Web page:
A note of warning should be that these active labor market policies ("flexicurity", a combination of flexibility through a flexible labor markets, combined with the security of extensive retraining and relatively generous social insurance programs) don't come cheap.
The details of the reforms were rather vague. Probably not surprising, as this was more of a statement of intent, rather than the roll-out of a detailed reform program, but still, it has a whiff of Abe's "third arrow," those mythical Japanese structural reforms that are supposed to improve long-term growth but details keep eluding us.
The world is paved with good intentions, no more so than in the field of structural economic reforms. These things are hard. But give the French some credit, they have already been working on enlisting social partners for reform (another "Nordic" element), and this even delivered some results in the field of pension reform. Here is the French Finance Minister:
for the first time, pension reform has been carried out in France in continuous consultation with employers' associations and trade unions.
However, Brussels was less impressed:
The reforms, unveiled last month, aimed at closing a €20bn deficit the pay-as-you-go pension system is set to reach in 2020, included an annual €2.2bn in new contributions by employers, as well as employees. In an interview with Le Figaro newspaper, Mr Rehn said: "We are waiting to hear how its negative impact on the cost of labour will be compensated . . . the reform of the pension system should not raise the charges on business or discourage employment." [FT]
We're also not so sure whether the new cooperation with social partners got off on the right footing:
Although the government has pledged to reduce other charges to offset the pension reform costs, it has yet to give details and has come under fierce criticism from Medef, the business federation, for increasing France's already high labour costs. [FT]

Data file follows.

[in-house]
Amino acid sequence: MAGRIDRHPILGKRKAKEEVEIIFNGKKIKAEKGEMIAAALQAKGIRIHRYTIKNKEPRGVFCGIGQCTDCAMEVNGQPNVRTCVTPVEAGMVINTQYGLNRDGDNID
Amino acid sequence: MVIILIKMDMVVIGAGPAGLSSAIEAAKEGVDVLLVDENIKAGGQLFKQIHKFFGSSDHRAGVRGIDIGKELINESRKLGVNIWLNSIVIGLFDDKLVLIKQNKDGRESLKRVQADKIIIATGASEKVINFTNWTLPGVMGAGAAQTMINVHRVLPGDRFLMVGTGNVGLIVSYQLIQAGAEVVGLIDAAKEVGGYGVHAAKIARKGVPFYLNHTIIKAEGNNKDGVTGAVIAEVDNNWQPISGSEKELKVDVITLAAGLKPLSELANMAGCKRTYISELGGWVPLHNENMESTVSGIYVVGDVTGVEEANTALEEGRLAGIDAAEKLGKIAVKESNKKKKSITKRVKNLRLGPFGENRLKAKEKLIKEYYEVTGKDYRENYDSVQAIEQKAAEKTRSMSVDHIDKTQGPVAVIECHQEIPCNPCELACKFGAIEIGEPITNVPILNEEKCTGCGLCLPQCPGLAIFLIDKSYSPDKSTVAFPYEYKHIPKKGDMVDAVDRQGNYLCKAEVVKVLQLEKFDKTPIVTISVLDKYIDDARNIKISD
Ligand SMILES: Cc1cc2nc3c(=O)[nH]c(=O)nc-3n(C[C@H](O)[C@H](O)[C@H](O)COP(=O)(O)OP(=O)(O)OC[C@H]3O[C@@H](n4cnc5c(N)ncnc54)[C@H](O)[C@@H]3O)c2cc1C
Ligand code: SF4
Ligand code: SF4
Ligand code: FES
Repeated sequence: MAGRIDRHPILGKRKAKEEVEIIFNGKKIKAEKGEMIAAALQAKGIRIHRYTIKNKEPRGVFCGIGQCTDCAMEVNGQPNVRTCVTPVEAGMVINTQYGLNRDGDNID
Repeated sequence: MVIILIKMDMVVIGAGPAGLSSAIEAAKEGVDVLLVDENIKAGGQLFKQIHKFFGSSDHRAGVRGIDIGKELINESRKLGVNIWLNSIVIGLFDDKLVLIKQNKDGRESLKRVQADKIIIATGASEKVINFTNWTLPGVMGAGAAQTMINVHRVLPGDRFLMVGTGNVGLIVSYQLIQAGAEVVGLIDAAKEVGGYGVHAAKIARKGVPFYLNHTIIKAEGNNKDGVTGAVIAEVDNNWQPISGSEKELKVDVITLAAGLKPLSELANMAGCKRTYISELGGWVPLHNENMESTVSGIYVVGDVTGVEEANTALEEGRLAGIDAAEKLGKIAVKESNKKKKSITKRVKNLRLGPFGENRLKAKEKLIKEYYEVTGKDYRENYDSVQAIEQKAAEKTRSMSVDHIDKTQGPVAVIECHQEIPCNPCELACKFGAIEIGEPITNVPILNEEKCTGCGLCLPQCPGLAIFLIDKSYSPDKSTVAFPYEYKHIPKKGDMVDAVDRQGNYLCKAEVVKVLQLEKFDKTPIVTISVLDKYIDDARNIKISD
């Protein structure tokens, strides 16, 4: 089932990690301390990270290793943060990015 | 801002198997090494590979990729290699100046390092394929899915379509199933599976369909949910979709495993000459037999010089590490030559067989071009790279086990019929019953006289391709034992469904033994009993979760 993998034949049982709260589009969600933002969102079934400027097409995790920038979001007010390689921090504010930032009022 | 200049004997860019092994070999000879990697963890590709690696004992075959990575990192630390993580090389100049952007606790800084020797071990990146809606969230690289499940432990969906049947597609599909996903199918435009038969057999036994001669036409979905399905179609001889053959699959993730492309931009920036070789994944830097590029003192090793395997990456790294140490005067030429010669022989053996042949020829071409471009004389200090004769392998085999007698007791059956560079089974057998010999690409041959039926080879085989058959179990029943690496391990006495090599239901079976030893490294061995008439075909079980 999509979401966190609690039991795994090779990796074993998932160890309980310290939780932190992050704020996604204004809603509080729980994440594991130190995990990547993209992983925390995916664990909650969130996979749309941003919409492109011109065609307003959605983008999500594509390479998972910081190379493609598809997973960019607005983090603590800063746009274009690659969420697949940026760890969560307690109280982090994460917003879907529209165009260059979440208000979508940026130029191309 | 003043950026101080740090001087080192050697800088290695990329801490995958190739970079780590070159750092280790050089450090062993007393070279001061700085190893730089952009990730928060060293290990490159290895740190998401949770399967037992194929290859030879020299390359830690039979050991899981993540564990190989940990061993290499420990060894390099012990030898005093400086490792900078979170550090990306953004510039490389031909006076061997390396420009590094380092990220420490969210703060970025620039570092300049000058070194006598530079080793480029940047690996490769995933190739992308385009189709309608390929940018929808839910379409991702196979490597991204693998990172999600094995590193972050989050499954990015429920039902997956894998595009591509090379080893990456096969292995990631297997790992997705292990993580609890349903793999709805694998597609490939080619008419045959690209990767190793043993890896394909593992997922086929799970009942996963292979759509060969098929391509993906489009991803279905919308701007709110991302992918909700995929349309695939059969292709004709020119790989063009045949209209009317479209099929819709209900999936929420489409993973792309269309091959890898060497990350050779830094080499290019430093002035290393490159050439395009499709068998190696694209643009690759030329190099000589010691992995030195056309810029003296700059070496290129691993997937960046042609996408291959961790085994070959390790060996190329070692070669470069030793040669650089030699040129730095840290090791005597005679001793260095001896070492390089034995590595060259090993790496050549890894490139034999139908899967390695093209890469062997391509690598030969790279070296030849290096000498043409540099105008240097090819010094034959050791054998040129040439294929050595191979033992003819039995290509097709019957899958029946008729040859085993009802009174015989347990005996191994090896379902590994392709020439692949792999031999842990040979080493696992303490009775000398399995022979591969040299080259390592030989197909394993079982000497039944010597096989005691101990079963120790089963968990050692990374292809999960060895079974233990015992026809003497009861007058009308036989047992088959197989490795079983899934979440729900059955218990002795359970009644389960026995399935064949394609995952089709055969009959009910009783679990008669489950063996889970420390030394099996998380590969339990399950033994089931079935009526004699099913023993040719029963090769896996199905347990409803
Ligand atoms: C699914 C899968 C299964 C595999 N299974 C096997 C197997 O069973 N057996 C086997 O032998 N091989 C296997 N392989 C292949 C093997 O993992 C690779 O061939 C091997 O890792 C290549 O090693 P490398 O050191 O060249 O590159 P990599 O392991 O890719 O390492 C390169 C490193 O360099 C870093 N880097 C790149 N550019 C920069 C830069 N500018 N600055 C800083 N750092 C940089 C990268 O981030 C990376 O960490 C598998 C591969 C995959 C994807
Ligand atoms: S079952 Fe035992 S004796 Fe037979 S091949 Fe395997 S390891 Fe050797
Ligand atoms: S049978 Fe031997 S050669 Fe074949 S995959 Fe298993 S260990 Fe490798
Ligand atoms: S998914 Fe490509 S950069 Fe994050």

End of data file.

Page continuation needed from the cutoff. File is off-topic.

Can they do any better this time around?
The devil is usually in the details. Reforms are often very difficult, due to their 'political economy' aspects. That is, benefits of reforms usually take time and fall on society as a whole, while those bearing the cost of reforms are a much smaller, and therefore often a much better organized group and they often experience these costs immediately.
Added problem is that much political capital was wasted on austerity and Hollande is rather unpopular. On the other hand, many in France realize that the present route is a dead end (albeit painfully slowly), and something has to give. As the old saying goes, never waste a good crisis.
So what are, if any, the concrete proposals on the table since Tuesday? Here are a few we could assemble from the press:
- 50 billion euro of spending cuts by 2017, about 4% of GDP in cuts [AP]
- 30 billion euro of payroll tax cuts by 2017 [AP]
- He called for France and Germany to harmonise corporate taxation [Reuters]
- Create a joint venture to manage the transition to renewable energy, modeled on European plane giant Airbus [Reuters]
- Cutting the regulatory burden on companies [Reuters]